Signed in English and Devanagari (on the reverse)
Inscribed '101 x 152' (on the reverse)
Bearing 'Hamish Dewar Fine Art Conservation' label (on the stretcher)
Acquired directly from the artist
Private collection, Italy
Saffronart / Lot 9 / Summer Online Auction / 10-11 June 2015
Private collection, London
Producing works that are rooted in Indian sensibility, Maqbool Fida Husain made use of his country's deep repertory of symbols by depicting them into his works and cultivating a visual vocabulary ripe with metaphor and meaning. His symbolism ranged from the literal representation of cultural icons like Mother Teresa and Gandhi, allegorical masterpieces with narrative borrowed from the great epics, the cinema, and traditional folk elements. He made use of these remarkably common symbols and employed them profoundly, oftentimes bordering on the mystical.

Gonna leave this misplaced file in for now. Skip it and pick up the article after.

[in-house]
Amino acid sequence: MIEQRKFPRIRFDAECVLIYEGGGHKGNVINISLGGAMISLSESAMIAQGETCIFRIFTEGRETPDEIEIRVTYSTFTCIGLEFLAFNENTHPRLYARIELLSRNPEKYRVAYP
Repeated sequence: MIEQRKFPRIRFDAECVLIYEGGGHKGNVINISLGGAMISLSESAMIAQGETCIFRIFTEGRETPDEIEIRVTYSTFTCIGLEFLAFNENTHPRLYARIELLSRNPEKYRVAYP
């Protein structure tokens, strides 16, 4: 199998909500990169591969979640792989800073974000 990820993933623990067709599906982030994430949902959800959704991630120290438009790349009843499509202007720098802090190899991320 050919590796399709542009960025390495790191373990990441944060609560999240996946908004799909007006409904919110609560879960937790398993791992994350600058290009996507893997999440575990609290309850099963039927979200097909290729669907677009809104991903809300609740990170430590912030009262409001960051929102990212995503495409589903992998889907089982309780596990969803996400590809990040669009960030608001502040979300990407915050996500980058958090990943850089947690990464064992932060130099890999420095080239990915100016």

Here, Husain uses one of his recurring motifs of animals. Portrayed in dynamic and energetic strokes and teeming with associated meaning and a plethora of references. Depicting the figures in sharp lines, the animal forms appear frenzied, exuding palpable power and movement. The hand gesturing a mudra gives corporeality to an otherwise intangible presence while consequently asserting Husain's very own brand of symbolism.
A brilliant colorist, Husain devised a unique color scheme heightening the imagery and lending depth and vibrance to his work. The deliberate use of bold, thick lines provides his figures motion and potency while emphasizing the economy of his lines as an integral part of his genius. The artist posits: "Line is a virile force with keen latent mobility, which despite being imperceptible in nature, is constantly striving to assert itself." (As quoted in Yashodhara Dalmia, The Making of Modern Indian Art: The Progressives).